China: Normal Yelling in Urumqi
By Gregory McElwain
It’s midnight in Urumqi, and a middle-aged bus driver and his young female assistant are yelling at me in Chinese. At least I think they’re yelling. To my untutored ear conversational Chinese always seems unnecessarily loud, as if speaking softly might besmirch one’s honor; and it’s difficult to differentiate between angry yelling and normal yelling. This, I’m pretty sure, is normal yelling; and I’m guessing that they’re asking me where I want to go now that the bus has reached the fringes of the city center.
I thought I’d made that clear. After the plane from Beijing had landed in Urumqi, the capital of Xinjiang, China’s westernmost province, I’d rushed to the bus and showed the young woman the name, in Chinese, of the hotel where I wanted to stay. She normal-yelled what seemed like “OK,” took my six-yuan fare, motioned for me to embark, and proceeded to ignored me, as the Chinese horde from my flight clambered aboard and piled their luggage wherever they could. I settled back and watched the melee, which didn’t let up until the driver revved the engine and rolled the bus out of the parking lot onto the highway.
The night was warm and clear. A neon rainbow of florid Chinese characters, flowing Arabic lines, and stolid Cyrillic letters sparkled on billboards and buildings flanking the road, glittering evidence of Urumqi’s unique fusion of three cultures: the native Uyghurs, a Turkic people who write their language using the Arabic alphabet; the Chinese colonizers, who control Xinjiang; and the Russians, who governed nearby Kazakhstan before the Soviet Union disintegrated.
During the ride from the airport I’d spread the city map on my lap so I would know when the bus reached central Urumqi, but I’d been so dazzled by the trilingual twinkling that I’d paid no attention to it. Until the yelling of the driver and his young assistant yanked me out of my daze, I hadn’t even noticed that the bus was parked on the side of the road and that I was the only remaining passenger.
Alert now, I pull out my guidebook and show her the name of the hotel. She normal-yells at the driver, which prompts them both to begin normal-yelling at me. She shakes her head, and the driver makes a big X with his arms. This hotel is clearly out of the question.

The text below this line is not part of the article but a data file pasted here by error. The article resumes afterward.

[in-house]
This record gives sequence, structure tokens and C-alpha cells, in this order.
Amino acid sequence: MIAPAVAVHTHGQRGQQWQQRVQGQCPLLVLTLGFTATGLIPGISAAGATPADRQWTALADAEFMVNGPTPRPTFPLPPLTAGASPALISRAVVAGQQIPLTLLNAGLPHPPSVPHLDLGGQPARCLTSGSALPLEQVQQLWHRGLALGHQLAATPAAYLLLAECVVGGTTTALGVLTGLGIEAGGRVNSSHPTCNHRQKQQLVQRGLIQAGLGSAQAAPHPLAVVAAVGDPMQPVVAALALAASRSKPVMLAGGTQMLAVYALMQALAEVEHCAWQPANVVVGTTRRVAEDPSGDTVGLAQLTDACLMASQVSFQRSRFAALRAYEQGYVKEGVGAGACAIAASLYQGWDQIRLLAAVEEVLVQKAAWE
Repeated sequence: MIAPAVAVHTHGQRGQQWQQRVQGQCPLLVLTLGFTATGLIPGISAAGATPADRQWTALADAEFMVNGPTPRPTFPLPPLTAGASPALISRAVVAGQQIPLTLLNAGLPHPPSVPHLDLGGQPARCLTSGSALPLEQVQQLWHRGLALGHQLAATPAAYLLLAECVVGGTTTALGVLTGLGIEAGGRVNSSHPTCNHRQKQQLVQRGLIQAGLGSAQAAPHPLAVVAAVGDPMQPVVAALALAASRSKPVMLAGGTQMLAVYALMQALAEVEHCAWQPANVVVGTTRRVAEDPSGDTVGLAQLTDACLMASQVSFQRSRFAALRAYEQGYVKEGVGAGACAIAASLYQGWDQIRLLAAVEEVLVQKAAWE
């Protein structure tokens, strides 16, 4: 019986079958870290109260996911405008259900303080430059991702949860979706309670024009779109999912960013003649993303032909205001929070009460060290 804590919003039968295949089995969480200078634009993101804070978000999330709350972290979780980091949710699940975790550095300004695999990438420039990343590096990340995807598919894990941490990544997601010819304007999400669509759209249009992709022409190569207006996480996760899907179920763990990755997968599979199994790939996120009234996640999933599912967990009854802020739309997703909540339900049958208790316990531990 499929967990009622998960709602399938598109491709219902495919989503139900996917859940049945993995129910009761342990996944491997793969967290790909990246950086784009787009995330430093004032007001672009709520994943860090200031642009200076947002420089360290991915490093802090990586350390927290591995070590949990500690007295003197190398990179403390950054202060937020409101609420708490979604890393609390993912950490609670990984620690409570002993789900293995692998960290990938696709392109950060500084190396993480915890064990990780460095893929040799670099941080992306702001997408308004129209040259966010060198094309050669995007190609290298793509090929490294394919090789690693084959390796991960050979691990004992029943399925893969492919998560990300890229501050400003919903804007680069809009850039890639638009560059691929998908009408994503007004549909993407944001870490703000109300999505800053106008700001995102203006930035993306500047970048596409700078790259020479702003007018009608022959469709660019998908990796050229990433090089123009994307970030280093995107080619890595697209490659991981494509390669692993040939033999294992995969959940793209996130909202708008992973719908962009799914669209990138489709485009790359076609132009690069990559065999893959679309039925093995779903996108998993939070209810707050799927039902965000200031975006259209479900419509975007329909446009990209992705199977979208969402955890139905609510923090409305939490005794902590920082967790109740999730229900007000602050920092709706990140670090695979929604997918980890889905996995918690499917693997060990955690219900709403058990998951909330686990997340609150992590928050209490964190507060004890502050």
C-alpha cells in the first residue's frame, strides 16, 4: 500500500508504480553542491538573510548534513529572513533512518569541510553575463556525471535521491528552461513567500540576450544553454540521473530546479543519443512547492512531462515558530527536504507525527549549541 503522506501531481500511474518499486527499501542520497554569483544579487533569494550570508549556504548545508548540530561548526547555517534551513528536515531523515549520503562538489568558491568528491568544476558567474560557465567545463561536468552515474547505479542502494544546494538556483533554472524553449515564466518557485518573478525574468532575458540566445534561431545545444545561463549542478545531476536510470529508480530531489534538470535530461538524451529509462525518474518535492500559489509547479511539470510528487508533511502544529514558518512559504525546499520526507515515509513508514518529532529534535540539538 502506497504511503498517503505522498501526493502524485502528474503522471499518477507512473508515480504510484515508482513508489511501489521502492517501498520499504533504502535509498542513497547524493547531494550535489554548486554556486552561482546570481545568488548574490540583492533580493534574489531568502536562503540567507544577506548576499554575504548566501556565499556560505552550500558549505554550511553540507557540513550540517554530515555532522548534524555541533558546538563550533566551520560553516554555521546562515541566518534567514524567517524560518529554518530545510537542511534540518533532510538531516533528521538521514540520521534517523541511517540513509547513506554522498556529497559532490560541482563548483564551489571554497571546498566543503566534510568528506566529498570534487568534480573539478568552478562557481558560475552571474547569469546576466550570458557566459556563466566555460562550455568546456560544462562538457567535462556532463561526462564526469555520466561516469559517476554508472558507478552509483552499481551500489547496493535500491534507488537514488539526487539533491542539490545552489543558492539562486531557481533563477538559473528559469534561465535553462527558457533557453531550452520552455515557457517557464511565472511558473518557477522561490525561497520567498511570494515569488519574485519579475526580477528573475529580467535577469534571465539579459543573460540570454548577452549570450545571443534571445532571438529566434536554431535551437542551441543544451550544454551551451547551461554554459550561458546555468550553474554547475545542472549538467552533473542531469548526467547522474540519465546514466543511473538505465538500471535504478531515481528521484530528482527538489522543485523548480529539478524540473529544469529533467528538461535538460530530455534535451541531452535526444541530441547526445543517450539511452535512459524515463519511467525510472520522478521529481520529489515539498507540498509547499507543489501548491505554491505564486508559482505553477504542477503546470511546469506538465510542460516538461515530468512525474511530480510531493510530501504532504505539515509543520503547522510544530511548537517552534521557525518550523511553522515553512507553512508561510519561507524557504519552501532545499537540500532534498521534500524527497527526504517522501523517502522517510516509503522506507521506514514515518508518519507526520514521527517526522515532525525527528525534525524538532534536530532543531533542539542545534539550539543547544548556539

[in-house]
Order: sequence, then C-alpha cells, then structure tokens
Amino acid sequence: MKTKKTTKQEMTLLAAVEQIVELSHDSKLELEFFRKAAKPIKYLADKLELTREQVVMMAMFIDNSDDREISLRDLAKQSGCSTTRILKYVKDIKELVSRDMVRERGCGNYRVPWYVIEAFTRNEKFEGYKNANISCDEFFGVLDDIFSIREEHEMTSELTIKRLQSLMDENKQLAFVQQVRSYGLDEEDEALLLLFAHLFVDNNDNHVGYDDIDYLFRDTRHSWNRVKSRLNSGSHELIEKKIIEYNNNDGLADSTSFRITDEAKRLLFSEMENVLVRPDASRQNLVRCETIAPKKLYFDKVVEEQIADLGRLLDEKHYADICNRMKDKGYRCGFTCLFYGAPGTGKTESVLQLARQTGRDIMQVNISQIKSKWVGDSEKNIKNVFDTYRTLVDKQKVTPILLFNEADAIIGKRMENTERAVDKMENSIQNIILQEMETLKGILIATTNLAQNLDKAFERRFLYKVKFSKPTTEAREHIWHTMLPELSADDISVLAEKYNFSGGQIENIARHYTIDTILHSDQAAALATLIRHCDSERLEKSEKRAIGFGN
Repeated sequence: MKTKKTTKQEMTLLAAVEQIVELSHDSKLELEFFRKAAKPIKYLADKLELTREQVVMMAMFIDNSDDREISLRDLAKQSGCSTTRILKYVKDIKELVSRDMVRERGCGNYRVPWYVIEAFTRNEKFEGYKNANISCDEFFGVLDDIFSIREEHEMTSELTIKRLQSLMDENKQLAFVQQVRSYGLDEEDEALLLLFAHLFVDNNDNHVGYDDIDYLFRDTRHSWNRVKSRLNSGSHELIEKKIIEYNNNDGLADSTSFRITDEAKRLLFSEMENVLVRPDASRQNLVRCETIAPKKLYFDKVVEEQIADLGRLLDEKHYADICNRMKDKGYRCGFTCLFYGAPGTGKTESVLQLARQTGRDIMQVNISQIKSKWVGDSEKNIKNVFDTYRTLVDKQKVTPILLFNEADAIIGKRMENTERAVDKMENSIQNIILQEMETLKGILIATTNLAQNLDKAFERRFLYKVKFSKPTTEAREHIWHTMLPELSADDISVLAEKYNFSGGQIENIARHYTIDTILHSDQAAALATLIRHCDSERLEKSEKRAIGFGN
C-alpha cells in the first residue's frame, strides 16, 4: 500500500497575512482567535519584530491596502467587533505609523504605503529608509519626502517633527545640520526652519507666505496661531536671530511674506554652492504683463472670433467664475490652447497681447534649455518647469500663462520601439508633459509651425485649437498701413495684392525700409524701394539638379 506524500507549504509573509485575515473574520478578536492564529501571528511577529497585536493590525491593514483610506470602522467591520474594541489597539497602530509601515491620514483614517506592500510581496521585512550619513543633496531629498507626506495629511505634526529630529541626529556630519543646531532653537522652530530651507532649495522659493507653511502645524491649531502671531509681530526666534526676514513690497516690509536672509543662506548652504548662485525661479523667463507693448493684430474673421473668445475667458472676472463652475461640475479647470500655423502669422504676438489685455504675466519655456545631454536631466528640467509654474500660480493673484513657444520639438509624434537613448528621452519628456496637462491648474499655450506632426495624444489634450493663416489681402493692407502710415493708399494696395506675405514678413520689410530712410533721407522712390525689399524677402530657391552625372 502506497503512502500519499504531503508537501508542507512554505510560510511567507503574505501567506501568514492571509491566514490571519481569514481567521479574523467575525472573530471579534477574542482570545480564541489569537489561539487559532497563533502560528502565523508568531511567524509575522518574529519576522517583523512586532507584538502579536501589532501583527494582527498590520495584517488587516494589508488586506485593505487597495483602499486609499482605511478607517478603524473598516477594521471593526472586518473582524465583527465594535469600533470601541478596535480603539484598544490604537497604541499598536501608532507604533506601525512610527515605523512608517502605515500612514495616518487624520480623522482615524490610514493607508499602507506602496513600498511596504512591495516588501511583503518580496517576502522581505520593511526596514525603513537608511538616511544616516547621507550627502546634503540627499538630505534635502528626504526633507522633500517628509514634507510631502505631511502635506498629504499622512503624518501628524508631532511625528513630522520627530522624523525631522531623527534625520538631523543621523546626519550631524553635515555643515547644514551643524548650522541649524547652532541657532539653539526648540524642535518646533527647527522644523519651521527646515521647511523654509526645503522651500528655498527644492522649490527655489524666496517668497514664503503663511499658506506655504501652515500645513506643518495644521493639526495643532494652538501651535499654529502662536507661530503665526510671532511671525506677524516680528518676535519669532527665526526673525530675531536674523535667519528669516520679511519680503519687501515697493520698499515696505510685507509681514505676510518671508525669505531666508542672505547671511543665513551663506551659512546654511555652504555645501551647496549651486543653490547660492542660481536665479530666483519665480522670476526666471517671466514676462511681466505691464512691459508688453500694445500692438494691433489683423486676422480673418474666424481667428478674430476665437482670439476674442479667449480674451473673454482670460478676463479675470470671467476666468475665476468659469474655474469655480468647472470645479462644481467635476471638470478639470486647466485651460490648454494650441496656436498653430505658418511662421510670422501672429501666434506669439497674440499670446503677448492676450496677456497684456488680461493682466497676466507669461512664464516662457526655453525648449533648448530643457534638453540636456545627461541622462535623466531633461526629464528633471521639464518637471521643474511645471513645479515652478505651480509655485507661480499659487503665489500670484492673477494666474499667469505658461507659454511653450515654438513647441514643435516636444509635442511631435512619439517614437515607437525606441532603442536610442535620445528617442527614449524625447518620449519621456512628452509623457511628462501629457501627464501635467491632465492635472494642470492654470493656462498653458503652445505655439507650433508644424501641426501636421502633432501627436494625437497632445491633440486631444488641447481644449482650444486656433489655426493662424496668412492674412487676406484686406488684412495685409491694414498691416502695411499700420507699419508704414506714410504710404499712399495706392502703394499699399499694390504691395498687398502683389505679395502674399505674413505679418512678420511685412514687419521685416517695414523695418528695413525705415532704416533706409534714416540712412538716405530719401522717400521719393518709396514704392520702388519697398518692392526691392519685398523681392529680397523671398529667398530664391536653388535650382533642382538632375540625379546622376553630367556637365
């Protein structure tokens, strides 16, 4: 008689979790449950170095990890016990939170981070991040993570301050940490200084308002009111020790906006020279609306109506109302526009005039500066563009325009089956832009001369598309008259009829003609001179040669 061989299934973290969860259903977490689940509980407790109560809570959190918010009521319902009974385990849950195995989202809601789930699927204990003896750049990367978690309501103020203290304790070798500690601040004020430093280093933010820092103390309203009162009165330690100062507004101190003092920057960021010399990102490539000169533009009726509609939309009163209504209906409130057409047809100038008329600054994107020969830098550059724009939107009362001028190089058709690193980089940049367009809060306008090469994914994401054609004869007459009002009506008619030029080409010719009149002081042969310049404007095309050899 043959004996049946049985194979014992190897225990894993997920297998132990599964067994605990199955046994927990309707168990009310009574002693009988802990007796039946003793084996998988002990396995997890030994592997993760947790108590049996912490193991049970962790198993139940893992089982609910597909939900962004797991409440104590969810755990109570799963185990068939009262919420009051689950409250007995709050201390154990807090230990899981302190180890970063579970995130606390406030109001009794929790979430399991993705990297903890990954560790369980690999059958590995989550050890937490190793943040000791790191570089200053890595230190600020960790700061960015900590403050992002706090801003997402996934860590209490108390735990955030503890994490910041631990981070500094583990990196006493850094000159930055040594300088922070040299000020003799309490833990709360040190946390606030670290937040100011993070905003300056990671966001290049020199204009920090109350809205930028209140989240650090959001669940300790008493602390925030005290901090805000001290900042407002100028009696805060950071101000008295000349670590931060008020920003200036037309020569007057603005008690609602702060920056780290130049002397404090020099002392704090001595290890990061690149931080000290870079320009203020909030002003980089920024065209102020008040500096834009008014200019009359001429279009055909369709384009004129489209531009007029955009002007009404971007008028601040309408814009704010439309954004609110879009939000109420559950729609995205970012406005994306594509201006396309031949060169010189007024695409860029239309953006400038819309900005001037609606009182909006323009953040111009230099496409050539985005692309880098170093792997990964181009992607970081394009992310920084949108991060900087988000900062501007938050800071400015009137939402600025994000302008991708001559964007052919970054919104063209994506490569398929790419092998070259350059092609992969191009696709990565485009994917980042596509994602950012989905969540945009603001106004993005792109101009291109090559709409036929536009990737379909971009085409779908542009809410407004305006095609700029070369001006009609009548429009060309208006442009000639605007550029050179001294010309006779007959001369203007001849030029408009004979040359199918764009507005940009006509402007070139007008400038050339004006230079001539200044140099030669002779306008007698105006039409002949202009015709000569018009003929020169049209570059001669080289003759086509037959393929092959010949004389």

I thumb through the book, squinting in the dim light, until I find another hotel that appears reasonable. I turn the book around and let the assistant read the name. Once again, she begins normal-yelling at me and at the driver, and he normal-yells along with her and makes another big X with his arms.
I sigh and leaf through the book again. I settle on a third hotel and show its name to the young woman. She bursts into an exceptionally loud yell, verging on an angry-yell, and shakes her head more vigorously than before. The driver joins her in protesting this choice and makes yet another big X with his arms.
I give up. But the young woman has a suggestion, and she he shouts at me something that I can only assume is the name of a hotel. She writes down the rate on a sheet of paper; and while it’s a bit more than I wanted to pay, it is after midnight, and I want to sleep. I nod. She pulls a notepad and cell phone out of a small white purse. She looks up the number on the pad and calls the hotel. She nods while normal-yelling on the phone, clicks the phone shut, and normal-yells at the driver, who normal-yells back and nods his approval, and we are off.
A three-story seated Buddha looms over the lobby of the Shan Cheng Hotel’s atrium. Ugly plastic-and-glass fixtures of 1960s socialist vintage hang down in front of his face. Music from a disco behind the Buddha thumps loudly. The front desk is understaffed and chaotic. A clump of Middle Eastern men chatter in Arabic and angry-yell in English at the befuddled, not-quite-bilingual young clerk. A young Japanese backpacker arrives with his taxi driver and, upon seeing the rates, demands loudly to be taken elsewhere. The driver shakes his head and says, “Only here. Only here.”
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